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Jez Cartwright

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Self-awareness and the inner child


Continuing an exclusive series of articles exploring the leadership lessons that can be gleaned from everyday life, Jez Cartwright highlights how leaders can overcome their insecurities or performance anxiety by coming to terms with the experiences of their childhood.

There are some useful lessons that leaders can learn from young children. Children, for example, have curiosity; they're resilient, determined, spontaneous, trusting and imaginative. They also laugh a lot.
Interestingly, as any parent will tell you, when children feel rejected, they need to feel the love and support of those around them. Yelling "pull yourself together" or "stop being stupid" is not the most constructive approach. Yet that's exactly what we say to ourselves when our own behaviour disappoints us.
Leaders in particular should appreciate that we all have an 'inner child' inside us, who strongly influences our thoughts and actions. You wouldn't let a six-year old drive your car, yet some people will allow the six-year old within them to drive everything that they do.
"Leaders should not be afraid to put themselves under the microscope. My challenge to any leader is: if you're not prepared to do that, then why are you in charge?"
The inner child is a recognised concept in psychology, which refers to the behaviour and 'emotional baggage' that we carry around with us because of things we experienced in childhood.
Psychologists often talk about the need to embrace your inner child. But why is this relevant for leaders? Firstly, your inner child could be holding you back. Secondly, no-one is the finished article. We can all improve and enhancing our self awareness is a great place to start. Besides, leaders should not be afraid to put themselves under the microscope. My challenge to any leader is: if you're not prepared to do that, then why are you in charge?

Loneliness at the top

Leaders, as a general rule, tend to be alpha types. Many appear very confident on a surface level, but underneath their tough exterior they can also be very insecure.
Just about every leader will feel pressure because of the performance expectations that come with their job. Being in the spotlight can create anxiety and fear, because you have to achieve and constantly deliver. Also, there is no move up from number one; you can only move down.
Most leaders are reluctant to reveal any fear or doubt that they may feel. They worry that they might be perceived as weak or that their fear might ripple down and infect the rest of the organisation. So they bottle up their anxieties - adding to the pressure. Trying to perform under those conditions can be incredibly stressful and potentially disastrous.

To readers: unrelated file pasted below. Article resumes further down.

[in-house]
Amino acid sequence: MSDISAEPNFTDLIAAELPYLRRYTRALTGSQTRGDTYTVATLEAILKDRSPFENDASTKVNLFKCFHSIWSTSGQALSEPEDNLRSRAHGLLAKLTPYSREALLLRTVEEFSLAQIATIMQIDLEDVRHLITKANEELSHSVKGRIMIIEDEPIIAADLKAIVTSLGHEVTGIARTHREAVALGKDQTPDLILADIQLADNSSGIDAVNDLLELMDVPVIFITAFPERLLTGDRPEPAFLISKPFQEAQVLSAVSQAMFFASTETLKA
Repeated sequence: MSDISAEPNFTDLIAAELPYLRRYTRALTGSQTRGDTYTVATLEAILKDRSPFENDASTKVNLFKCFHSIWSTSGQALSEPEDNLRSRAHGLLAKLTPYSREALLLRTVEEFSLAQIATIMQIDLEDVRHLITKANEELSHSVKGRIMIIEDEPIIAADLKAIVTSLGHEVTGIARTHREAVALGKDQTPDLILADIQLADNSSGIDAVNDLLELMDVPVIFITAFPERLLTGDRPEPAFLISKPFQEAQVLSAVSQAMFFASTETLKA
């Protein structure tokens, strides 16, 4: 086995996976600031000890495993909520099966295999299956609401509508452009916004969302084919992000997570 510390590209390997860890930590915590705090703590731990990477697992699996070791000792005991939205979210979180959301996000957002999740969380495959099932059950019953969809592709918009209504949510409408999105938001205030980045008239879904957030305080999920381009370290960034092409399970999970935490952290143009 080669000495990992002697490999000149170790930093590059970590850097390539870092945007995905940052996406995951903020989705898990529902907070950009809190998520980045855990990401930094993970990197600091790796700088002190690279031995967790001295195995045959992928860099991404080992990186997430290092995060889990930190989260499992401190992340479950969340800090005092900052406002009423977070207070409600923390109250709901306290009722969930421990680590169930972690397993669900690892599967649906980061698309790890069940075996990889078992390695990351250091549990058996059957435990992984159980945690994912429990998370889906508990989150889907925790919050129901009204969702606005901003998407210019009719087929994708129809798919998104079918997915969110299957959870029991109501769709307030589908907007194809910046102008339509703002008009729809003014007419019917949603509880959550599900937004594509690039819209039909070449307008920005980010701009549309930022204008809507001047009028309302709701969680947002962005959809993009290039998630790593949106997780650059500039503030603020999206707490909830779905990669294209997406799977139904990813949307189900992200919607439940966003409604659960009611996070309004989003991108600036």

Dealing with these feelings of isolation - the 'loneliness at the top' - can be challenging for any leader but it's even more difficult if you have an inner child who is constantly questioning your self worth.
Resolving the issues of your inner child can be a scary prospect for people, as it means revisiting experiences that they may have kept under lock and key for many years. However, those who are able to do this find that it's like releasing a hand-brake in terms of their performance. Suddenly they can really move forward.

Some key questions

There are a lot of good coaches out there who can point leaders in the right direction and provide the support necessary to help them through the process of understanding their inner child.
The needs of your inner child will be individual to you. They can be revealed by exploring both your own journey and the recurring behavioural 'patterns' that keep cropping up in your life. These will have led you to where you are.
Exploring your past in this way will really open up your self-awareness (all leaders should aim to become more self-aware). You can't change your behaviour if you're not aware of what you're doing in the first place.
"Analysing yourself - in terms of the patterns that have run through your life - can help you to come up with strategies about how to make that change."
Changing your behaviour is not easy. It might help to ask yourself: what do you actually want to create in your life? This can act as a trigger for you to go and do something about it. Another technique is to ask: What would a person who is very successful do in this situation? How would they react? Could I try to emulate some of the things that successful people might do?
Have a go at this. Trying new things can sometimes feel a little uncomfortable, particularly if you're looking to alter actions that are somehow connected to your past. But do you really want your past experiences to control your life anymore? If the answer is 'no', then you have to find a way to do things differently. Analysing yourself - in terms of the patterns that have run through your life - can help you to come up with strategies about how to make that change. Keep your end goal in mind; work towards it and you can achieve it.
In my experience, many leaders don't truly accept themselves. They don't fully appreciate who they really are. Some like to think that they are better than or different to others but this often stems from a deep-rooted fear of being judged or rejected. At the end of the day, we all need to learn to love ourselves in a healthy way. Embracing your inner child is an important step on this journey.
Jez Cartwright is Chief Executive of Performance Consultants, the leadership development and coaching specialist. Drawing on its experiences in elite sport and business, the firm develops tailored programmes and events that enable leaders to enhance relationships, improve their effectiveness and achieve their goals. Jez can be contacted at


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